Tri-Valley Herald (California)
State plans paper trail on votes
systems considered vulnerable
Friday, November 21, 2003 - In a move sure to influence other states, California
is headed toward letting voters double-check their electronic votes with paper records.
Secretary of State Kevin Shelley is expected to announce today a timetable for California counties to offer
a voter-verified paper trail as a backup to computerized voting.
"It's huge," said Bev Harris, a Seattle-based investigator of e-voting systems and author of "Black Box Voting."
"California is one of those barometer states. In fact, if California does it, I think it's going to ricochet
across the country almost immediately." ...
Until now, the debate over mandatory paper trails has been stymied by what Stanford computer-science professor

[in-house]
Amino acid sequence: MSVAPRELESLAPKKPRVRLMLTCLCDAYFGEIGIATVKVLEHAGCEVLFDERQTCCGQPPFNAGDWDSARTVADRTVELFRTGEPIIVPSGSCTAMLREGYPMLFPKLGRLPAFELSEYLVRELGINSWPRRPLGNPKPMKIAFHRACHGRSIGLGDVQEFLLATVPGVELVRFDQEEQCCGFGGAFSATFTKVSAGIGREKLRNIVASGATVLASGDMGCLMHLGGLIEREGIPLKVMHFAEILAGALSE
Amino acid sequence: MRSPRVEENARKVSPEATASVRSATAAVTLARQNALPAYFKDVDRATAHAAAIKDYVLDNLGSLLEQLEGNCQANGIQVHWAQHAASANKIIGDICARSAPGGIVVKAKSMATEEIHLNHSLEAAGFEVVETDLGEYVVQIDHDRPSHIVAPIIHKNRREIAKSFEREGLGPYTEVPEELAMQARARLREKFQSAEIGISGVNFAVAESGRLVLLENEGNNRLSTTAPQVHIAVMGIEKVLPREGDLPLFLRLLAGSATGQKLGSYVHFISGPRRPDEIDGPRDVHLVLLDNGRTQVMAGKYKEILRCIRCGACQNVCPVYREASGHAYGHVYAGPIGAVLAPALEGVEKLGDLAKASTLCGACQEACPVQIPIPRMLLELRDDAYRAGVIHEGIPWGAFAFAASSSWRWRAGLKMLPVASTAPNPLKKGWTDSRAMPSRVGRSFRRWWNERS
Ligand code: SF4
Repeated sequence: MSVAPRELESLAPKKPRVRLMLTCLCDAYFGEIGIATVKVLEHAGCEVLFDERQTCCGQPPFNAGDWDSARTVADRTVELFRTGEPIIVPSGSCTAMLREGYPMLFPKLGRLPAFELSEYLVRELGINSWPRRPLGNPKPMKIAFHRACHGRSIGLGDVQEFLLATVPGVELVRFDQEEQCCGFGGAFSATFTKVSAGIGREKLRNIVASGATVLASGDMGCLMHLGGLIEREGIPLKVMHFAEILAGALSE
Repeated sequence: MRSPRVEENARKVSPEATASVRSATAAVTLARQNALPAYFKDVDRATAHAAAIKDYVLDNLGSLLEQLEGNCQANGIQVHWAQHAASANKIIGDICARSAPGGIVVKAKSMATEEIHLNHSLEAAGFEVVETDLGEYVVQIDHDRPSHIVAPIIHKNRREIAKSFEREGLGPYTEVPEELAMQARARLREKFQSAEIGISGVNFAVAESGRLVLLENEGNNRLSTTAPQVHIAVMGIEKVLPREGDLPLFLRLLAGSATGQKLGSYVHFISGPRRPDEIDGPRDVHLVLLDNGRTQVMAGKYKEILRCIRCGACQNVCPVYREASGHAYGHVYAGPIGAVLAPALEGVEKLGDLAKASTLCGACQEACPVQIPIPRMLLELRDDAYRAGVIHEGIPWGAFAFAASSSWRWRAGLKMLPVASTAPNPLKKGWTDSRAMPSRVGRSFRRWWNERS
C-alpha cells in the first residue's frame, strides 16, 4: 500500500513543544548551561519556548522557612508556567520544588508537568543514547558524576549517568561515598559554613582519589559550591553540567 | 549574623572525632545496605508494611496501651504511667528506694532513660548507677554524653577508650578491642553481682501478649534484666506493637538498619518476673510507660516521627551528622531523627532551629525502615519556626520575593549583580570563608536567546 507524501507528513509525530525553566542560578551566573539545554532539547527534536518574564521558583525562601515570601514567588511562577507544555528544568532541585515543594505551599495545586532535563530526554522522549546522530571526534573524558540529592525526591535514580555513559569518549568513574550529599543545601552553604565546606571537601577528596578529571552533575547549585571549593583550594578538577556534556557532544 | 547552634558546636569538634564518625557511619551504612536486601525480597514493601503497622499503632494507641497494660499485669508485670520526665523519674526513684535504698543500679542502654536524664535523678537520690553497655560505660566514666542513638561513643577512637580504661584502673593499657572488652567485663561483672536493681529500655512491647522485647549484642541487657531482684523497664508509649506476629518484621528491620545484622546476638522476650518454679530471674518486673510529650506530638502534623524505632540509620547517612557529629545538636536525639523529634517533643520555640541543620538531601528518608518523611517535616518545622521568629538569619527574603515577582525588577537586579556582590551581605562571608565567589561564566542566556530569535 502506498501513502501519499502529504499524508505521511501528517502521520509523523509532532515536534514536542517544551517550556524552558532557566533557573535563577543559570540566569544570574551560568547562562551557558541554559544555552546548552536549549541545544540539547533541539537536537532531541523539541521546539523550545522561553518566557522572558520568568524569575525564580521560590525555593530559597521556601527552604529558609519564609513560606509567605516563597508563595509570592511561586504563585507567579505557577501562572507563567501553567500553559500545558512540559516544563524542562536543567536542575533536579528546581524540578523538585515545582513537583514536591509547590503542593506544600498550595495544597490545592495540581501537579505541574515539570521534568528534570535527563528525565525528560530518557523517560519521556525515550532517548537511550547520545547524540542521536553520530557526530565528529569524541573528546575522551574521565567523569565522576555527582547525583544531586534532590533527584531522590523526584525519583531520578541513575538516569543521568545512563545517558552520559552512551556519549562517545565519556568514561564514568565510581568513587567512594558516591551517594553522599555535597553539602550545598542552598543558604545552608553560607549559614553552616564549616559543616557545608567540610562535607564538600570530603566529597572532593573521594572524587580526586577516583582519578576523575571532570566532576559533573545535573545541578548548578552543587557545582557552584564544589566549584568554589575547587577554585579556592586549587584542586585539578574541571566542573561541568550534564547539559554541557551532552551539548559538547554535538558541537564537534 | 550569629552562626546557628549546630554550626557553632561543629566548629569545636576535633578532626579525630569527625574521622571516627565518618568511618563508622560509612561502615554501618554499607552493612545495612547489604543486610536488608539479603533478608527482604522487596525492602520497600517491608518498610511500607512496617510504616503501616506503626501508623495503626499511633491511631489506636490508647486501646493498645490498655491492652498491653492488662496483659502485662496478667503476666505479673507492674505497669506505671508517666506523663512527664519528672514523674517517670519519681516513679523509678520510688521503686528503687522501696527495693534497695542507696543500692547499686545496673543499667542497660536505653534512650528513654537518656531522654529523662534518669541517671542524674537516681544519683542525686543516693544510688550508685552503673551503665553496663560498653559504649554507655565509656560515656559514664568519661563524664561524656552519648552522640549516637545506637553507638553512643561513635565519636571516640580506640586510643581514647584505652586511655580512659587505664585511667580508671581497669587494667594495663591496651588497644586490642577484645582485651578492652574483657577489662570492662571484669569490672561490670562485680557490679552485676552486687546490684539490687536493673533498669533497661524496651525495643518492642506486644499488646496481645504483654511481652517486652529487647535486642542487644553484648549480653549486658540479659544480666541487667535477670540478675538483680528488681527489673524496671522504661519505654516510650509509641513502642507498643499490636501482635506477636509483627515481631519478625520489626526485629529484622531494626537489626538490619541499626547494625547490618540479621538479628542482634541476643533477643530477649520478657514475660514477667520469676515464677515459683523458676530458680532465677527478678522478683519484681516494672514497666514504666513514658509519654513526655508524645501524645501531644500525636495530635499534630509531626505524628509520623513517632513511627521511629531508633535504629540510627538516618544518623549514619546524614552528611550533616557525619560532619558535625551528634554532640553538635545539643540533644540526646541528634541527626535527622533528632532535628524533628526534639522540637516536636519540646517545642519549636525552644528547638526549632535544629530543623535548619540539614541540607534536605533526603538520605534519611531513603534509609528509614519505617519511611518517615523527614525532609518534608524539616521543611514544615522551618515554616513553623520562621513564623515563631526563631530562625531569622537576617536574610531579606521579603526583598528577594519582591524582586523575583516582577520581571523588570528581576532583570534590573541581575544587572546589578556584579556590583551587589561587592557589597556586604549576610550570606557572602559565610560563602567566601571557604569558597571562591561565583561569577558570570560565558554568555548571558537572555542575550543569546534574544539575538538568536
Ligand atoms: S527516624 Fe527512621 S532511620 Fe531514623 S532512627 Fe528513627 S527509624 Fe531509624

David Dill calls a classic "chicken-and-egg problem."
Manufacturers said they would not develop the machines to print a paper record because no government required
them; governments said they would not require them because no manufacturer made them.
"Now everyone will know those products will be available and that's going to make a big difference," said
Dill, who was among a minority that recommended paper trails in July, while serving on a state task force on touchscreen voting
machines. He thinks states will embrace the idea.